Principles Not Programs: The Resurrection of Denominational Religion

Denominational religion is not yet dead, to judge by the biennial of the URJ (the Union for Reform Judaism) that took place last week in Orlando, Florida. It wasn’t only that it attracted some 5,000 attendees from all over the world. Nor was it just the superstars it attracted to its stage: actor Michael Douglas and Vice President Joe Biden, for example. Nor, even, was it the media mastery with which its message was delivered. It was the message itself, a message that demonstrated the transformation of Reform Judaism for the computer era.

Denominationalism’s very raison d’etre was irreversibly altered when computers transferred power from the center to the periphery. In the print era, synagogues (to take the Jewish case) required a denominational center to produce and distribute such necessities as programming guides and religious-school curricula. Computers offer these things on line – cheaper, quicker, and customized to boot. Denominational headquarters thus devolved into inefficient bureaucracies creating materials that could not compete with the internet’s ever-expanding and abundantly creative open market.

Had money been no object, the old denominational order — like General Douglas Macarthur’s fabled old soldiers — might not have died, but simply faded away. The economic collapse in 2008, however, hastened the near demise. What does a denominational headquarters do when it has spent half a century gearing up to disseminate what member synagogues no longer need?

The answer came clear last week. To begin with, the biennial caught up with the long-term trend from a “service” to an “experience” economy, by becoming a massive and spectacular experience itself; and then highlighting the need to understand how people experience the synagogue, rather than what concrete services they get from it. The call for “audacious hospitality” was everywhere, stretched to make attendees sympathetic to what people actually experience as they walk through the synagogue doors.

But attention to hospitality was just the sidebar story. The headline news was the Reform Movement’s decision to offer a message that matters. We live in an era of anxious identity. On the one hand, we must increasingly choose our own identity mix; on the other hand, everything is up for grabs, even motherhood and apple pie, all the more so the inherited Jewish identity of one’s youth, not to mention choosing Judaism anew if you find yourself in a Jewish orbit but were not born or raised that way. If Judaism is a choice, it better be worth choosing, and the old ethnic draws (Holocaust memories and Israel loyalties, not to mention Jewish food, jokes and nostalgia) are insufficient nowadays. The biennial broke new ground in its call to embrace Reform Judaism as a proper continuation of an age-old tradition and a profound statement of the human condition.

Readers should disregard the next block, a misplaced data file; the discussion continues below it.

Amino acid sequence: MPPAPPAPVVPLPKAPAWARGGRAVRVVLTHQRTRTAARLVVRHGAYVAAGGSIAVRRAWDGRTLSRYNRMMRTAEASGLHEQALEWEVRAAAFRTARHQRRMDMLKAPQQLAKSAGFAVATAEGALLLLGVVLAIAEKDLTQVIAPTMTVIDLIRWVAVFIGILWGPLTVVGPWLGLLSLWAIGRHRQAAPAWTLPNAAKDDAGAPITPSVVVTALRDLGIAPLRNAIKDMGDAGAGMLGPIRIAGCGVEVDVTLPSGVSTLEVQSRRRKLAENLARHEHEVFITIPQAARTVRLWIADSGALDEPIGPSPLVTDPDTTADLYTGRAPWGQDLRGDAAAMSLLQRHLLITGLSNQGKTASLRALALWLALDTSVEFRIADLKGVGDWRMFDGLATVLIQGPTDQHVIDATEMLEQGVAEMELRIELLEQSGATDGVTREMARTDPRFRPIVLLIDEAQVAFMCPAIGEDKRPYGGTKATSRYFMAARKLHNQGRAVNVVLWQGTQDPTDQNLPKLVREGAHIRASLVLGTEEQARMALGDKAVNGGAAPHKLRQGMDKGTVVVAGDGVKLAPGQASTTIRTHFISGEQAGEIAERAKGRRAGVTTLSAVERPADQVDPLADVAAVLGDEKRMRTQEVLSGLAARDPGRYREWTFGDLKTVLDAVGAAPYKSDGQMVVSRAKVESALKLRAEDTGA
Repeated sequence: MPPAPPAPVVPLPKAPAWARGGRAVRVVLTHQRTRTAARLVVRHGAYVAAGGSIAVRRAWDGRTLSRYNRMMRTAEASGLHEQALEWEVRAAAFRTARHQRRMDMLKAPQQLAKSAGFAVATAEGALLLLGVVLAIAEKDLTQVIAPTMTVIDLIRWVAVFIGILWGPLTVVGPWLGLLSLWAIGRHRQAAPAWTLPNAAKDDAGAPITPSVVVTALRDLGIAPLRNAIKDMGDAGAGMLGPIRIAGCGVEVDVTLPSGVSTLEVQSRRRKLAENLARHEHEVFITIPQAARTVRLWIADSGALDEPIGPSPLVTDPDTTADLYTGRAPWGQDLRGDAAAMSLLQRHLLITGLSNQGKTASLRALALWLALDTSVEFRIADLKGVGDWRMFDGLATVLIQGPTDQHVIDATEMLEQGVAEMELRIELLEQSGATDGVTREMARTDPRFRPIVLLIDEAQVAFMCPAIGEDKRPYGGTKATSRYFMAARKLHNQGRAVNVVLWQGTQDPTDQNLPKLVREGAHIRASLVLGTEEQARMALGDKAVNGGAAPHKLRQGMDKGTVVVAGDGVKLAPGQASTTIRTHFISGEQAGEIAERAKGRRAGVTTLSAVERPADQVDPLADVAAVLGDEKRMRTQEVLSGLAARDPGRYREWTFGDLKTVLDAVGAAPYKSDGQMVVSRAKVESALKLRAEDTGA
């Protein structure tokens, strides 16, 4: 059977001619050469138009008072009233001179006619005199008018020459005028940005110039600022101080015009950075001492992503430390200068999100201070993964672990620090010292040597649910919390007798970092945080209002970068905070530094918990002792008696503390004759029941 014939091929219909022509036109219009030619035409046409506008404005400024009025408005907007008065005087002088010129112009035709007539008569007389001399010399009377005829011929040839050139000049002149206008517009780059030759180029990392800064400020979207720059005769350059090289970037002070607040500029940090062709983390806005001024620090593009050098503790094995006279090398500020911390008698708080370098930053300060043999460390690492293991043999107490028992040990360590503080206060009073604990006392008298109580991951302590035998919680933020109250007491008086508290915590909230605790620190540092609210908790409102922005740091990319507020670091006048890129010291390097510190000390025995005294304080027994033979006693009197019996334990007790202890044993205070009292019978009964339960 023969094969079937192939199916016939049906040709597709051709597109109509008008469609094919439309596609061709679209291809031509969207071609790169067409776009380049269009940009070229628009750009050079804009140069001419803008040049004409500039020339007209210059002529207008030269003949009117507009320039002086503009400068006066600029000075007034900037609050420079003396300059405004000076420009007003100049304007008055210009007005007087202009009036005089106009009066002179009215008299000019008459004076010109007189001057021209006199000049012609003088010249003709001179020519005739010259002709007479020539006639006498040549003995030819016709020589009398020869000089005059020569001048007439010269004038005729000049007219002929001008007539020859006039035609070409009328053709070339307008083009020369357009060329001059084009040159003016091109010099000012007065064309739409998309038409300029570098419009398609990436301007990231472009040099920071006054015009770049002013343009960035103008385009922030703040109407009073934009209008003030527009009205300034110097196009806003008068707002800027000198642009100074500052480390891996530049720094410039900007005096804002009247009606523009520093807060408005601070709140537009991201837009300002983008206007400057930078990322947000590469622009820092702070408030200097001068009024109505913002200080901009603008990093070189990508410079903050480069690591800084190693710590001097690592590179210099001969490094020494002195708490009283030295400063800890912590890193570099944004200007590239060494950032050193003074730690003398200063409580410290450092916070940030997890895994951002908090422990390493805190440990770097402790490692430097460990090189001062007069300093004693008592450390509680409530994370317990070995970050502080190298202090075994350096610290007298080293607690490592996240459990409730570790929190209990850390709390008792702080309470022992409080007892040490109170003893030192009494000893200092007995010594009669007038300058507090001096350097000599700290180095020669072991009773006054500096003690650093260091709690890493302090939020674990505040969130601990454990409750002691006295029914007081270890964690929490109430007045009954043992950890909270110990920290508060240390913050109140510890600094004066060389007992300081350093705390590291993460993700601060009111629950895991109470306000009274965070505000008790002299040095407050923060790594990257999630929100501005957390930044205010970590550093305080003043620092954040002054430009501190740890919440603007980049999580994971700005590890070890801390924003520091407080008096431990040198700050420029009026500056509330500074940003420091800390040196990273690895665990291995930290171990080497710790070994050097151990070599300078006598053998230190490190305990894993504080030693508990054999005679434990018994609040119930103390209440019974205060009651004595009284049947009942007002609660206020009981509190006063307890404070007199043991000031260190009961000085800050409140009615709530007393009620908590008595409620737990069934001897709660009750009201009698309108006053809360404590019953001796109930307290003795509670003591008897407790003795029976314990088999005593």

Over 50 years ago, psychologist Abraham Maslow posited a hierarchy of human needs: food, shelter, and safety; then honor and respect to salve our egos. But higher up the ladder – the perch we mostly occupy – we need also to know that we matter. We strive in the end to count for something, not just in the eyes of others, but in those mirror moments when we contemplate who we have become, and who we might yet be. We imagine one more workweek, one more vacation, one more dinner out; and we wonder if that is all there is.

The Reform biennial offered a proud and joyous vision of a mirror image that might matter. It gave a rationale for choosing Judaism in its Reform guise.

In times past attendees left biennials with best practices. This year, they departed with best principles, reasons to believe that the world itself requires the amplified voice of progressive Judaism. Already the largest Jewish movement in America, and worldwide, Reform Judaism (it was said) can yet double or triple its influence – not by programs but by these principles:

  1. Absolute commitment to the State of Israel, but modified by the right — even the obligation — to critique and to oppose any immoral governmental policies;
  2. The recovery of the prophetic call for justice, righteousness, and compassion;